Saudi envoy says kingdom ‘absolutely’ still open to normalization deal with Israel

But Prince Khalid bin Bandar, Riyadh’s ambassador to UK, tells BBC ties can only be formed if a Palestinian state is established, after Blinken says ‘clear interest’ remains

Amy Spiro is a reporter and writer with The Times of Israel

Saudi Ambassdor to the UK Khalid bin Bandar bin Sultan al-Saud walks in the Houses of Parliament in London on December 19, 2019. (Adrian DENNIS / POOL / AFP)
Saudi Ambassdor to the UK Khalid bin Bandar bin Sultan al-Saud walks in the Houses of Parliament in London on December 19, 2019. (Adrian DENNIS / POOL / AFP)

Saudi Arabia is still interested in pursuing a normalization deal with Israel after its war against Hamas in Gaza ends, an envoy from the Gulf nation said Tuesday.

Prince Khalid bin Bandar, the Saudi ambassador to the UK, told the BBC in a radio interview that Riyadh is still open to establishing ties with the Jewish state as long as it is part of an overall two-state solution.

“Absolutely there’s interest, there’s been interest since 1982 and before,” Bandar said of reaching a deal with Israel. “We’ve been at this for a long time, and willing to accept Israel for a long time, it’s a reality that’s there that we have to live with. But we can’t live with Israel without a Palestinian state.”

Bandar said that pre-October 7, “the discussions had been going on for quite some time. I’m not at liberty to go into the details of what was discussed, but it was close, there was no question.” He said that for Riyadh, “the final endpoint definitely included nothing less than an independent state of Palestine. And while we still — going forward, even after October 7 — believe in normalization, it does not come at the cost of the Palestinian people.”

Israel and Saudi Arabia were widely believed to be close to inking a historic normalization deal just before the Hamas onslaught of October 7, in which thousands of members of the terror group stormed across the border and murdered some 1,200 people in Israel, taking another approximately 240 hostage.

In response, Israel launched an extensive war against Hamas in Gaza, in which more than 22,000 people in the Strip have died so far, according to unverified figures from the Hamas-run Gaza health ministry, which do not differentiate between civilians and terrorists.

The IDF says it has killed more than 8,500 Hamas operatives in Gaza, in addition to some 1,000 terrorists inside Israel on October 7. More than 180 IDF soldiers have been killed in the ground operation.

The growing death toll in the now three-month-old war has brought Israel heavy criticism from even some of its closest allies, as the international call for a ceasefire has grown, while Israeli leaders continue to insist they will not stop fighting until Hamas is wiped out from the Strip.

Asked if Hamas can be a part of a future Palestinian state, Bandar largely deflected, saying that “there’s always room for change if you have optimism and hope, but when there’s a conflict, the first thing you have to recognize is that both sides have lost. And when both sides lose, both sides are then willing to compromise. And if there’s no compromise there’s no solution.”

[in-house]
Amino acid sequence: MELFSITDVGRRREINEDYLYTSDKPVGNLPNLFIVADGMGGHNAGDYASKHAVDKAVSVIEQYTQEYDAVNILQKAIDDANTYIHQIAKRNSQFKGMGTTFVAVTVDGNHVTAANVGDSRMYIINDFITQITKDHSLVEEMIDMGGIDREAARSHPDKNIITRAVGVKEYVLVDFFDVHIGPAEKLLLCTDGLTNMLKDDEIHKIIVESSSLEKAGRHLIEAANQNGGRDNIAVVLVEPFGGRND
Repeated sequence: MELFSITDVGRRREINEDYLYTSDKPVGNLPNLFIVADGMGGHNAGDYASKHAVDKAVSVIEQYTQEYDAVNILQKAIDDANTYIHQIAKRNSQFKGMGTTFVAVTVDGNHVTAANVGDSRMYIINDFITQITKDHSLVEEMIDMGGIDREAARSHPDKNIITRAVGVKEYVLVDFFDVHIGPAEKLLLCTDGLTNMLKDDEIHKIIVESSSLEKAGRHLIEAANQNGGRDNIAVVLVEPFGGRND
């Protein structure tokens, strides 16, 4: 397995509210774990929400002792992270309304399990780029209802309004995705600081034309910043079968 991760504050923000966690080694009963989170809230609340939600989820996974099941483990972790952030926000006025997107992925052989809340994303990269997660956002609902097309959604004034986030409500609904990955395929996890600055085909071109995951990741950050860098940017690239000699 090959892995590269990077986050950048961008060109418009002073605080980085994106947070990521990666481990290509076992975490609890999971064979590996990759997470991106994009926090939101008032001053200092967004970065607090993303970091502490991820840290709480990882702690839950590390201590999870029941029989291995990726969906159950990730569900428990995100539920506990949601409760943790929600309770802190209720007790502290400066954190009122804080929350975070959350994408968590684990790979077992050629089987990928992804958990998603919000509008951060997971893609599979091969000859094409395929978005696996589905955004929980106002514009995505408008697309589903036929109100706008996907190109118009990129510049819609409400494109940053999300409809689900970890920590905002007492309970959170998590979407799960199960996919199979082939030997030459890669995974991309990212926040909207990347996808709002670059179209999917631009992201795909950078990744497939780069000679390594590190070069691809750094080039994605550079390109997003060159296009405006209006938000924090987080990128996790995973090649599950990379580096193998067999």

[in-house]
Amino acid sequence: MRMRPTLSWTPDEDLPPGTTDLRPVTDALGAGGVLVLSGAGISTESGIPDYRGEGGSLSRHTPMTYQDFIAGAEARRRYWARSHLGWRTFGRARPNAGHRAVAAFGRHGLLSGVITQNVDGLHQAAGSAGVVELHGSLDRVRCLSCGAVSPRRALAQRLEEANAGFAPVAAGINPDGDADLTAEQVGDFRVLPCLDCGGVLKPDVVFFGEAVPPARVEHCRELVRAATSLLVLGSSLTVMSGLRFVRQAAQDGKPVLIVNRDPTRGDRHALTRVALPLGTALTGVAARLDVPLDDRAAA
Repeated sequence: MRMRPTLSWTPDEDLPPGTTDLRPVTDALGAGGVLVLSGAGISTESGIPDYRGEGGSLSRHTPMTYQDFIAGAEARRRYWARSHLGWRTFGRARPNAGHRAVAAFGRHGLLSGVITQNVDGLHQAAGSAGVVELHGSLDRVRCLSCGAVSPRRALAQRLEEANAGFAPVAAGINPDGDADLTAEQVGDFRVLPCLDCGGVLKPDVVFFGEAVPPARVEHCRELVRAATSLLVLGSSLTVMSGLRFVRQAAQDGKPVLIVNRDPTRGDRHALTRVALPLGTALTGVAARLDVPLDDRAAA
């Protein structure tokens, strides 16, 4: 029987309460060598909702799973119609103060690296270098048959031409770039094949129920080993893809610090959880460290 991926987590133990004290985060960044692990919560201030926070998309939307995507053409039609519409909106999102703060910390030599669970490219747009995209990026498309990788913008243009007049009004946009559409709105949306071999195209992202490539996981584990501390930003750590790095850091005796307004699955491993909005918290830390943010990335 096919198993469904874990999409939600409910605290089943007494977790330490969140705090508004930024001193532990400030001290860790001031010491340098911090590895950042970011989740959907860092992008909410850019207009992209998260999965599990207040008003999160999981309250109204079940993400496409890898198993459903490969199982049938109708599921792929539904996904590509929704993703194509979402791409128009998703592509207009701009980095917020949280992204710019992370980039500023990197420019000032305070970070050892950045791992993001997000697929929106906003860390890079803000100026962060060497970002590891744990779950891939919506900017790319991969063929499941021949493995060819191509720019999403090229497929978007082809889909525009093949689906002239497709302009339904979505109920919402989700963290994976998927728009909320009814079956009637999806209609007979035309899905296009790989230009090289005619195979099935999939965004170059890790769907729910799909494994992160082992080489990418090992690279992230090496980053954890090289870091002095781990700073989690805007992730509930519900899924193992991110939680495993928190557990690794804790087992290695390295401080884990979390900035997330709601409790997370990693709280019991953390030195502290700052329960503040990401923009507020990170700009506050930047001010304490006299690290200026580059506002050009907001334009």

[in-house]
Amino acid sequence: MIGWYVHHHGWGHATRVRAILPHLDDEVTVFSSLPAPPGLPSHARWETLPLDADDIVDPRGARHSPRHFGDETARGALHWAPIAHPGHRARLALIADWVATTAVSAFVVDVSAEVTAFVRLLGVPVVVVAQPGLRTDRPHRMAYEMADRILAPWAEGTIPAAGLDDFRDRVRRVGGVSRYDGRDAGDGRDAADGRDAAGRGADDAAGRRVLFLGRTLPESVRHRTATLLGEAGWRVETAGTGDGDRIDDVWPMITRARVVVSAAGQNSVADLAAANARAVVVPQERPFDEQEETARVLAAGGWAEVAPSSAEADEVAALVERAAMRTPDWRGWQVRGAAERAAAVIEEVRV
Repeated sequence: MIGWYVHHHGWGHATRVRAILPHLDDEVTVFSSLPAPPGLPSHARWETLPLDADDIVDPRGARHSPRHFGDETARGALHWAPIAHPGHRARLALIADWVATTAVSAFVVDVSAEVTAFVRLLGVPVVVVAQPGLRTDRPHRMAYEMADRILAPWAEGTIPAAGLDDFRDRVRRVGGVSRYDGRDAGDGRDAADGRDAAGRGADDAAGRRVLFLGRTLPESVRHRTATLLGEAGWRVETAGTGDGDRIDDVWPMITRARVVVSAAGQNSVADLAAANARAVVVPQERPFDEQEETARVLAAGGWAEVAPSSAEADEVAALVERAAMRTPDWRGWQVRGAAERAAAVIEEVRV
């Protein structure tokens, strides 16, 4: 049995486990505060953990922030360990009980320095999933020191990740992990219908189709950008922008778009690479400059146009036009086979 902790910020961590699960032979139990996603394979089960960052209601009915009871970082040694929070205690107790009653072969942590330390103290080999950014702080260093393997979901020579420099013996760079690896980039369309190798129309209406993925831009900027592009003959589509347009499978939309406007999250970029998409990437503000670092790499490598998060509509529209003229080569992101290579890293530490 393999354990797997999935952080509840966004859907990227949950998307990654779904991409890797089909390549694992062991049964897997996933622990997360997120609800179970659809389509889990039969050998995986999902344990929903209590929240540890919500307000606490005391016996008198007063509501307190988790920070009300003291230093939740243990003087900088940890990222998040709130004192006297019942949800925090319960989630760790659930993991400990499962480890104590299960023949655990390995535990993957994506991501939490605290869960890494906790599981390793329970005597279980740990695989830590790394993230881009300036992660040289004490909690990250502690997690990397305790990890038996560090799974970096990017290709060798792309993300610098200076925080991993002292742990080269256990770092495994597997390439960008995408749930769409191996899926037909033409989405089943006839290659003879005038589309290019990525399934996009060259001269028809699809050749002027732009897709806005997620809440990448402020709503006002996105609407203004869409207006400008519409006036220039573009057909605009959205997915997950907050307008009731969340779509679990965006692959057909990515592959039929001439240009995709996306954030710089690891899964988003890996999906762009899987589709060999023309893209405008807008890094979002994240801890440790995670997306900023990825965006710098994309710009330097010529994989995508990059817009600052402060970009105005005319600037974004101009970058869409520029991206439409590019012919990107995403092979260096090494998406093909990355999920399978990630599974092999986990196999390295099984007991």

He criticized the “extreme absolutist perspective” he said has long characterized the conflict, and added that in post-war Gaza, the Palestinian Authority must play a role — something the Israeli government has rejected — but “almost certainly it will require international involvement” to stabilize the Strip, “and without question you can’t do it without the Israelis accepting it, so the big stopping point to this is Israel, not everyone else.”

Bandar’s comments came just a day after US Secretary of State Antony Blinken met with Saudi Crown Prince Mohammed bin Salman in the Saudi oasis town of Al Ula, where both figures appeared to indicate that normalization talks were still possible.

US Secretary of State Antony Blinken, left, and Saudi Crown Prince Mohammed bin Salman in a tent in the Saudi oasis town of Al Ula, on January 8, 2024. (Saudi Press Agency)

“There’s a clear interest in the region in pursuing that, but it will require that the conflict end in Gaza and it will also clearly require that there be a practical pathway to a Palestinian state,” Blinken told reporters on Monday before he departed the kingdom for Israel.

The Saudi crown prince, the kingdom’s de facto ruler, stressed the importance of stopping the hostilities in Gaza and forming a path for peace, Saudi state news agency SPA reported. It said the crown prince underscored the need to restore stability and to ensure the Palestinian people gain their legitimate rights.

Blinken is currently in Israel on his third leg of a Mideast tour aimed at heading off a wider conflagration in the region as fighting with Hezbollah on Israel’s northern border intensifies.

In his meeting with Prime Minister Benjamin Netanyahu on Tuesday, Blinken “stressed the importance of avoiding further civilian harm and protecting civilian infrastructure in Gaza,” according to the State Department.

Reuters and Times of Israel staff contributed to this report.

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